Such a worst-case scenario would mean a 7.7 to 8.1 earthquake ripping from Ventura underneath the San Fernando Valley, Altadena, Azusa and east through to Rancho Cucamonga in San Bernardino County.

"The Ventura fault goes right through downtown Ventura, so … clearly there would be a lot of damage," Jordan said. "But the shaking of an event of this magnitude would affect an area for hundreds of kilometers around it. So it's not just right there in Ventura — it's the whole, effectively, coastal Southern California from Santa Barbara to L.A."

U.S. Geological Survey geophysicist Ken Hudnut, who is also not affiliated with the study, said the findings have changed how scientists view how dangerous this fault is.

"People should stand up and take notice," Hudnut said. "It used to be nobody would've ever claimed magnitudes of earthquakes along this fault system that were in that size range."

Finding more about the Ventura fault took on new urgency after the destructive 2011 Japan earthquake and tsunami. Experts had not foreseen a magnitude 9 earthquake occurring where it did.

As a result, Hudnut said, scientists in Southern California began asking themselves, "What are the big things we're missing?"

That earthquake "informed all of us that, basically, we should really question our assumptions more," he added. "We know it in our minds as scientists that events could occur that are sort of off the charts and blow away all of our prior assumptions — and usually that's because we never saw anything like that happen in historical time."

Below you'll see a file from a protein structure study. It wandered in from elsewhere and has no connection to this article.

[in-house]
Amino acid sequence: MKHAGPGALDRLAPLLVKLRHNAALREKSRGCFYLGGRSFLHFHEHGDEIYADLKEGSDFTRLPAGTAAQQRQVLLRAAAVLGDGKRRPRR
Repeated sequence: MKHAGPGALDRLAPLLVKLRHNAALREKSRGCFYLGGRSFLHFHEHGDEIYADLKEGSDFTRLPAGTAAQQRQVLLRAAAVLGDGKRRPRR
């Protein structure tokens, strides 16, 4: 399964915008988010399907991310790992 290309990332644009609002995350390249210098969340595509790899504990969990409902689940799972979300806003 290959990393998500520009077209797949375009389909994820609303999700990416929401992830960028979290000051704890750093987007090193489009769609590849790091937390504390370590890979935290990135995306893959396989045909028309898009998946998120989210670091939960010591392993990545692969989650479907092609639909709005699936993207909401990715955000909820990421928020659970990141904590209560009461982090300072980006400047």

The first clue to exceptionally large earthquakes on the Ventura fault came from observations of old sections of shoreline west of Ventura. The Pitas Point and Punta Gorda areas were "yanked out of the surf zone by large uplift events," growing between 16 feet to 26 feet suddenly, said San Diego State geology professor Thomas Rockwell.

Such huge movements of earth — as high as a freeway overpass — could be explained only by a mega-quake. "You need really large faults to get large earthquakes," Rockwell said.

But it wasn't immediately obvious what fault could produce it, because there weren't any obvious big faults nearby.

So to better understand what was going on, scientists created an image of the underground Ventura fault, based on old oil well data and an imaging technique known as seismic reflection.

Scientists discovered two key things. First, the fault extends much deeper than some originally thought, said the study's lead author, Judith Hubbard, who worked on this study as she obtained a geology doctorate at Harvard.

Second, at that depth, the Ventura fault could connect with other faults, and they could join together to create a mega-earthquake.